Today’s featured photo of the day! Obscure Darkroom Magic
Here is today’s featured photo. For the interim of the latter part of the holiday season, I am featuring an extra special event of featuring a reflection of my favorite part of being in the darkroom…making art out of a regular photo! Here is a set of photos of Saint James Church, sometimes referred to as Monk’s Castle in Lemont, IL. Splendid rendition shots!! Date – 1981.
A truly magnificent work of art!
The original run of the masterpiece before it was redone in the darkroom again by making a new negative of it. This is the shot I used with photo chemicals and toners to posterize the shot.
This is the original shot with no embellishments. The film was a much better grain that was available at the time in the 35 mm variety. The film recommended use of the red # 25 filter, and during the daytime on a sunny day required a tripod for exposing a shot that was bright enough to render a proper exposure at ISO 32 (ASA at the time). Note that because the shot is an original B&W print developed with warm-tone emulsion that the blacks are not true monochrome, which would have yielded much different results when it came to the art of posterization.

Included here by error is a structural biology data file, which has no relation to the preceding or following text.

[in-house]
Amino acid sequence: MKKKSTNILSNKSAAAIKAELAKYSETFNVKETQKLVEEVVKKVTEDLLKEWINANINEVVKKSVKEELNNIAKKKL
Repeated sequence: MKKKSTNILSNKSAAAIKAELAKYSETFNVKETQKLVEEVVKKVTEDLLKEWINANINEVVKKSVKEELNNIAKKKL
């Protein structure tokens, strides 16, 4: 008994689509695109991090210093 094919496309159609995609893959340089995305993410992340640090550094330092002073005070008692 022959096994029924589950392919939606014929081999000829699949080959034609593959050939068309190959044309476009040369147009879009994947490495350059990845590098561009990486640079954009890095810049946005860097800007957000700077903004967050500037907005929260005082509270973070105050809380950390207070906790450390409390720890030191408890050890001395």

Photo taken with a tripod mounted Nikon EM-through a Nikon 26 mm lens, filter=polarizer and red # 25, Aperture=22 f/stop, shutter-speed 1/15th second, loaded with Kodak Panatomic-X Black & White 135 Negative Film ISO (ASA) 32 (extremely fine grain) processed with D-76 Processing Chemicals, and a fiber paper print using the Kodak Professional “warm-tone” enlargement paper developed with Kodak Dektol chemicals onto a 3½x5″ matte-gloss print.
☼TIP: A lot of the chemicals used in photography in the 80’s are seriously not available to the public for sale anymore due to two sets of rules (1. volatile organic compound or VOC’s and 2. clean water acts imposed by the governments of most countries for obvious reasons. ☼
See you tomorrow with another fine darkroom magic photograph!!
PHOTO OF THE DAY